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The term felonious is used to classify how certain conduct or intent relates to or qualifies as a felony crime. It is descriptive of the grade of the offense, rather than a distinct element of a crime. According to the Sentencing Guideline defining offenses, the term felonious means punishable by death or a term of imprisonment exceeding one year. U.S.S.G. § 2A2.2, 18 U.S.C. § 3559 

All criminal acts falling within a statute defining a felony as a crime punishable by imprisonment can be described as felonious. Because there are many kinds of felonies, there are many kinds of felonious conduct. Some examples of the usage of this term include, but are not limited to:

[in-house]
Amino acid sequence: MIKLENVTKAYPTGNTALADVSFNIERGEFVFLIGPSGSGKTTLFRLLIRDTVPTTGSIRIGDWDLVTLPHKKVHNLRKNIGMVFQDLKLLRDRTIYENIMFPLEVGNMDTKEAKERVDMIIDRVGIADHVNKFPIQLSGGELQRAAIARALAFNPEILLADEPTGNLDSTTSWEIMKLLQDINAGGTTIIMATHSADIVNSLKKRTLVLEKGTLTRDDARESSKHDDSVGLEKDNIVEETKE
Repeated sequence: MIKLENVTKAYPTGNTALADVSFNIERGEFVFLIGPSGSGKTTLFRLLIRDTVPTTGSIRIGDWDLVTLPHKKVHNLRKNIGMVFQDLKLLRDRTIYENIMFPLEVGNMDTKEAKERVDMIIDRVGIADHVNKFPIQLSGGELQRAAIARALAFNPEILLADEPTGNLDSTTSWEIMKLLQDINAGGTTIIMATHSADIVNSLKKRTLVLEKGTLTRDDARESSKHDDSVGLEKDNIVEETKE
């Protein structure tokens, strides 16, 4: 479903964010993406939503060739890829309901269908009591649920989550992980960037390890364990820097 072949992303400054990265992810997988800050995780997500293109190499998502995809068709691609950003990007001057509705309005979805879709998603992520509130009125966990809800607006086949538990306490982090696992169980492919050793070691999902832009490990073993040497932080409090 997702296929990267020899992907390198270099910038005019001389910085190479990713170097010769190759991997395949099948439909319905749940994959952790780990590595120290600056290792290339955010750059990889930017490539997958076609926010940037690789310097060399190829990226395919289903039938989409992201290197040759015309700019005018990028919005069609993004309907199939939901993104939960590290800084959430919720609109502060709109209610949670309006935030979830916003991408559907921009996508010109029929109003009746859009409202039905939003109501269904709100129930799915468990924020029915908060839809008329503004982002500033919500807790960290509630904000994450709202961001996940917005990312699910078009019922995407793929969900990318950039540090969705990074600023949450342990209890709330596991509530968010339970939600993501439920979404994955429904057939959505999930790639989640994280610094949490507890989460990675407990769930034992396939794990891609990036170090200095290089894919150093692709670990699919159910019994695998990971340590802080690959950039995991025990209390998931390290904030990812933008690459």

In common law, the word felonious means wickedly and against the admonition of law. However, the term felonious does not apply to misdemeanors or infractions. Felonious is only properly used when referring to something that relates to or qualifies as a felony crime. 

For instance, felonious assault is a type of simple assault aggravated by the use of a weapon along with the present ability or apparent present ability to commit battery. However, a simple assault, such as verbally threatening an individual with violence, is not felonious.

[Last updated in February of 2022 by the Wex Definitions Team]